4 Easy Ways How to Fix a Hole in Wall


Repairing holes in the wall can be done in several ways. Since you don’t know which way will be work best to your problem, you have to understand different ways to fix hole in wall.

Sometimes when it is really fun playing in the house, accident happened. We broke some part of the wall by making a hole on it. We don’t want any family member now this thing. We think that we have to fix this problem before mom getting angry.

This article is about fixing a hole in the wall so that nobody will notice it.
There are 4 different ways to fix the hole based on the hole size.

1. Fixing a Tiny Hole in the Wall

Tiny Hole. Image via : lowes.com

It is easier to fix a tiny hole than the bigger hole. You will need:

  • Drywall Patching Compound (Either Spackle or Plaster)
  • Putty Knife
  • Paint with same colored as existing wall (if necessary)

  1. Prepare the tools and materials above
  2. Apply a little amount of spackling paste over the tiny hole.
    Small cracks between molding and trim can be filled with spackling paste but it is probably easier to use paintable caulk. Simply run a bead of caulk along for crack and smooth with a wet finger.
  3. Puree the patch surface with putty knife or a wet finger.
    Make sure to make the patching is smooth and feels nothing different with the existing wall.
  4. Let the spackling paste to dry. Finally, paint the surface area if it needed.
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2. Fixing 2-5 Inch of Hole In The Wall

Small Hole. Source: peekbrotherspainting.com

To fix a small-medium hole, you will need some different material used in previous step. Here is the material you should prepare before starting the job.

  • 220 grit sandpaper
  • Fiberglass mesh tape or sheetrock tape
  • A small amount of joint compound
  • A 4” drywall knife
  1. Apply the tape on the hole spot gently.
  2. Apply joint compound or ‘mud’ over the patch.
    Spread the mud evenly with a drywall knife. You can also use ‘hawk’ to do a patching on the stucco walls.
  3. Let the patch to dry.
    Once dry, sand your patch as needed with a 220 grit sandpaper. Keep going until you cannot feel any seams between the patch and the existing wall.
  4. Paint the patched area to match the rest of the wall.

3. Fixing a Large Hole in Lath And Plaster Wall

A large hole in a plaster wall. Image via lowes.com

To fix Lath and Plaster Wall you will need:

  • Coarse grade screws for wood and fine grade screws for metal. Choose screws that are 1-1/4″ to 1-5/8″
  • A plaster patching compound
  • A large joint or finishing trowel
  • Sandpaper
  1. Clean the hole from cracked plaster.
    To ease the fixing work you will need to remove any little piece of crack left. Make sure it clean enough so the patching compound can stick well.
  2. Screw down any loose lath to the studs underneath. 
    Use sheetrock screws but if the lath is cracked add wide thin washers to the screws when screwing down the lath. If some of your lath is damaged so much that it will not hold up plaster, you will need to replace it.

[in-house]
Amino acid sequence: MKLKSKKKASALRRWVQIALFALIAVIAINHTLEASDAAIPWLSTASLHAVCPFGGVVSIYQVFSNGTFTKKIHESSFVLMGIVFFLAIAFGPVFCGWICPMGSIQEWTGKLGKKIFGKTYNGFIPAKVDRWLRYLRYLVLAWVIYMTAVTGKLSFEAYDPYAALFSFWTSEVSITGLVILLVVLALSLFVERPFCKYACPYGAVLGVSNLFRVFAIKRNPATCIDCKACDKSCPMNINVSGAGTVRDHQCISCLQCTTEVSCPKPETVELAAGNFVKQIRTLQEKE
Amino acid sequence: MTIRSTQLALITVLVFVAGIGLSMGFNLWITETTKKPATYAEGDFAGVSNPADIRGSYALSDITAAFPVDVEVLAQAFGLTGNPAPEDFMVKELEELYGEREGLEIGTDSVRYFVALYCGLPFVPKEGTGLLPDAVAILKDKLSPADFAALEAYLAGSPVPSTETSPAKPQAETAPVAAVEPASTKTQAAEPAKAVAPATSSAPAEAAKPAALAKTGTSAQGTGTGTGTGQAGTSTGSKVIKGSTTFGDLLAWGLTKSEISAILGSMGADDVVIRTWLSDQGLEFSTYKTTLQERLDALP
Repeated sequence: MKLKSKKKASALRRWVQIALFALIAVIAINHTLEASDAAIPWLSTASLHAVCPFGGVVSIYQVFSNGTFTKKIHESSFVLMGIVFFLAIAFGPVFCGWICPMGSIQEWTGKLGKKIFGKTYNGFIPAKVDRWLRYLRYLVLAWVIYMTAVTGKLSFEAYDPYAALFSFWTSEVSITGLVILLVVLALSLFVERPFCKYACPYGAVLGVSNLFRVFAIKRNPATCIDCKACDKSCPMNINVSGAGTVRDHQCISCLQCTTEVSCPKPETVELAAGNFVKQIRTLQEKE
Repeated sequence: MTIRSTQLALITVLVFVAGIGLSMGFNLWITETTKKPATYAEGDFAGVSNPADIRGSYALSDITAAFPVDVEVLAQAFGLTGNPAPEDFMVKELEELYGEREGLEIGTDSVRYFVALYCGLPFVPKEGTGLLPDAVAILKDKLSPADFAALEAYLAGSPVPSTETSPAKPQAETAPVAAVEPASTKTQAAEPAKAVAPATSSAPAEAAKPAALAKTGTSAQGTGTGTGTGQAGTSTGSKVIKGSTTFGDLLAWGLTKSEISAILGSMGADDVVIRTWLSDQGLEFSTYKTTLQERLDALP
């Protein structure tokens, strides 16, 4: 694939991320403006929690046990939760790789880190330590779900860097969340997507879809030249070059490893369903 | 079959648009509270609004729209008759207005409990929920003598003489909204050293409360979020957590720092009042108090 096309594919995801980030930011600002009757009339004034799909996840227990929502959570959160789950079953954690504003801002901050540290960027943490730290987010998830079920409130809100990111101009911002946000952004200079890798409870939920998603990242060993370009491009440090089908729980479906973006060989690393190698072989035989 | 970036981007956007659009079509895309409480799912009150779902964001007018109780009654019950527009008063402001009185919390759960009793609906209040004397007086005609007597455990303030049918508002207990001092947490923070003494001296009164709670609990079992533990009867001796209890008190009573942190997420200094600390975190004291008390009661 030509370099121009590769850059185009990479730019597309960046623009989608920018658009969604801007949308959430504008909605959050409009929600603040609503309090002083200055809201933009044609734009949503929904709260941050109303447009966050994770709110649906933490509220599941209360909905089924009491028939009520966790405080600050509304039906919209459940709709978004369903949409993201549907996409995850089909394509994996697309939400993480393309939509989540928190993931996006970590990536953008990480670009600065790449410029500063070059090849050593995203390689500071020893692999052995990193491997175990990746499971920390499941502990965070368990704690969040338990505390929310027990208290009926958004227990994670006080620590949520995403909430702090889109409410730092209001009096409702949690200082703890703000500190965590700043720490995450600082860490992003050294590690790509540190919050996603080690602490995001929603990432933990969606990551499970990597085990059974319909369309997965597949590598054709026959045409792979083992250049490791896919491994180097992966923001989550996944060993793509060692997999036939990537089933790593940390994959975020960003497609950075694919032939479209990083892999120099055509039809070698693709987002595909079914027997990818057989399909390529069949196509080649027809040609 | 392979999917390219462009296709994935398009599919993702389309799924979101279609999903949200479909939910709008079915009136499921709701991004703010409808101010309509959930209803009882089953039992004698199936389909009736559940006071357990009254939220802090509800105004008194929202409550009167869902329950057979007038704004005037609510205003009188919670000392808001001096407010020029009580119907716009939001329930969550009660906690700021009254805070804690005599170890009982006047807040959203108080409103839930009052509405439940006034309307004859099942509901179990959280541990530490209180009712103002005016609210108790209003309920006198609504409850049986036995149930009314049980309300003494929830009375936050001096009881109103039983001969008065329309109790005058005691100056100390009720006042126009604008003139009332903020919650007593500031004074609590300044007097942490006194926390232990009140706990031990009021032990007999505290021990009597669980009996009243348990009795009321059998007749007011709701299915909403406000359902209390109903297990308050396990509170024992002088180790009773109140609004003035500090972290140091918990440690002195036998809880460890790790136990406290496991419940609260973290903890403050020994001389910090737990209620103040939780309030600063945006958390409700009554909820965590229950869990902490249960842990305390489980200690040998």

3. Apply the first Plaster Patching Compound to the hole wall
  4. Apply the second layer of Plaster Patching Compound with the trowel.
    The purpose is to make the patch look smoother. It has to be thinner than the first layer.
  5. Let the patch to be completely dry.
    Sand the surface with 220 grit sandpaper.
  6. Assimilate the patch so it is in a same looks with the rest of the wall.
    You can either do a re-pattern or re-paint it to make the patch looks exactly the same as it sorrounding area.
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4. Fixing a Large Hole in A Sheetrock Hole

A large Hole on Drywall. Image via Lowes.com

To fix a large hole in a sheetrock wall you will need:

  • A piece of sheetrock.
    Make sure that the sheetrock is the same thickness as the sheetrock on the wall you are repairing. Residential walls are typically 1/2″ and ceilings are 5/8″. Commercial walls and ceilings are always 5/8″.
  • A sheetrock saw
  • Joint tape
  • Joint compound
  • Sandpaper
  • A set of drywall knives in sizes 6″, 8″ and 12″
  • A razor-knife
  1. Clean the damaged area of the hole by cutting the leftover.
    Use a razor-knife to cut down the center of the stud. Then, make horizontal cuts with a drywall saw. This will allow you to attach your new piece of sheetrock to the stud.
  2. Cut The New Sheetrock As The Size of Hole.
    Do a precise cutting size so it can fit to the hole perfectly. Screw it to the stud on both sides using one screw every six inches
  3. Apply a Joint Compound around the patch.
    This layer is making a bed on which the fiberglass mesh tape can be applied.
  4. Apply the sheetrock tape to all sides around the patch. 
    The tape is pressed into the mud completely flat and the excess mud is scraped off with your trowel.
  5. Cover the Tape With Joint Compound.
    This is the second layer of joint compound.
  6. Smooth Out the Patching Area.
    You can add an extra layer of joint compound to make it looks smoother. Another way is to sand it with 220 drywall mesh sandpaper.
  7. Assimilate the patch so it is in a same looks with the rest of the wall.
    You can either do a re-pattern or re-paint it to make the patch looks exactly the same as it sorrounding area.
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As you see that there is a slightly different material and step used in each hole size. You have to be sure which way is match with your problem, so you can get a perfect patching result.

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